Has anyone heard from Lady Gaga lately? On August 6, her handlers announced that was ‘going gluten free’ (their term) in order to lose ten pounds. Presumably, she has met that goal by now or has given up completely. Many of us would have said that her regimen was actually a low carbohydrate diet that was also gluten free. In any case, she hasn’t done anything or said anything important enough to be reported in an article that that made it to page 4 or better on the google search engine since August 24. (FYI: that is the criteria I use for success in my writing.)
On May 6, Domino’s Pizza announced a new product that was both gluten free BUT inappropriate for people with celiac disease or severe gluten intolerance. Don’t waste your time looking on the internet to find out if they reached their goal of producing a pizza crust that wheat-eaters would pay $3 extra to consume.
The California Pizza Kitchen had a similar problem at the beginning of the year. The evidence was removed from the California Pizza Kitchen website so quickly that I did not have the opportunity to read and respond. The gluten free menu at CPK now does not mention pizza.
How can we control these ‘misunderstandings’. Part of the problem is we are stuck with single term — Gluten Free — which has come to mean different things to everyone who uses it. The rest of the world has this under some semblance of control. For example:
- there are low-sugar foods that I can eat but my diabetic wife can’t. She needs to look for (and can usually find) foods that are described differently,
- there are three grades of gasoline — my automobile engine knows the difference and I know which grade to pump into the tank. That’s all I really need to know.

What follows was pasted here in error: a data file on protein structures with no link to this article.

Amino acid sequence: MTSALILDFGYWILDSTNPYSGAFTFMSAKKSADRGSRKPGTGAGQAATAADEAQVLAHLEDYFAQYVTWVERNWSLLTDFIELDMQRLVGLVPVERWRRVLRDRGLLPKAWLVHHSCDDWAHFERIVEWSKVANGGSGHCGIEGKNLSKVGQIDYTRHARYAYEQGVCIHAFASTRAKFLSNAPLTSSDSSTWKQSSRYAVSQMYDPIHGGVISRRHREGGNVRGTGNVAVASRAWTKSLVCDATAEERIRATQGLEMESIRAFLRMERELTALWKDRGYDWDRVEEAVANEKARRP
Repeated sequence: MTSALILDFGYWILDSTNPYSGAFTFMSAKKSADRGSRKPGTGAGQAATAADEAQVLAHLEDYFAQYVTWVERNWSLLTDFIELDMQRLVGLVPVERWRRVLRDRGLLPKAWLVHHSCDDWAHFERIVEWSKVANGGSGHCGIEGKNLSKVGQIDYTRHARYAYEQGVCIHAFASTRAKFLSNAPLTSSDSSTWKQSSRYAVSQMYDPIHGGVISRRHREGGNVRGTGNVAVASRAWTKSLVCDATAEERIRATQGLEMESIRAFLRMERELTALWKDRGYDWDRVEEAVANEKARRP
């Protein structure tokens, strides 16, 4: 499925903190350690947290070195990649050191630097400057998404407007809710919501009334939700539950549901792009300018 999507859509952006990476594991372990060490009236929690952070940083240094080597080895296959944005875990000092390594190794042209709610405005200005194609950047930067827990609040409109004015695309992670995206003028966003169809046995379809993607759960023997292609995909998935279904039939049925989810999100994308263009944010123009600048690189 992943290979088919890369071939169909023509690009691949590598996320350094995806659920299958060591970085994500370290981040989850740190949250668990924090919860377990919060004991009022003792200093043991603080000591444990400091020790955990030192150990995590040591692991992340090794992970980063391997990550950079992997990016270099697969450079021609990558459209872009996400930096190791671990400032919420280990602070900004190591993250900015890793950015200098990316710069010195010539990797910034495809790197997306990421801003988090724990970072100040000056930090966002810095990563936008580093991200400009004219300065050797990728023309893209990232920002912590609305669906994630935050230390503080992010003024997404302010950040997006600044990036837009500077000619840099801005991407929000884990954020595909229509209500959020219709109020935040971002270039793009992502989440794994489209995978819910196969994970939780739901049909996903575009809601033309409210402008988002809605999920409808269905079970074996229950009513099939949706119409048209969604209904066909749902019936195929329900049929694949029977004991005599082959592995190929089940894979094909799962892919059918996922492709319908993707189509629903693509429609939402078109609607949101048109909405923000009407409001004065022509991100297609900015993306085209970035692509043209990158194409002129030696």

- there are low calorie foods and beverages, restricted calorie food, and even a few no-calories foods and beverages. We have choices!
But we are all stuck with the single term ‘gluten free’. I’d like to use other terms, but ‘gluten free’ is the only term that the computer search engines understand. If I chose other terms, it would be extremely difficult to find my article. If you did , you might not understand what I mean when I utter phrases like ‘safe for celiacs’, ‘low in gluten’, or ‘contains <200 parts-per-million gluten.
The Food and Drug Administration is complicating the problem by delaying its decision. Part of their problem may be that they are obsessed with the idea of finding a single term to apply to a terribly complicated subject. To close with an example: Lady Gaga and I are both using the term ‘gluten free’ to describe our diet and our lifestyle. It’s not a matter of right-or-wrong. I have history on my side, but the important thing is to find some way to communicate.
One final note: obviously, this an editorial expressing my personal opinions. I hope my ideas are helpful. Have a great week!
Confusion seems to be the order of the day in America’s gluten free community.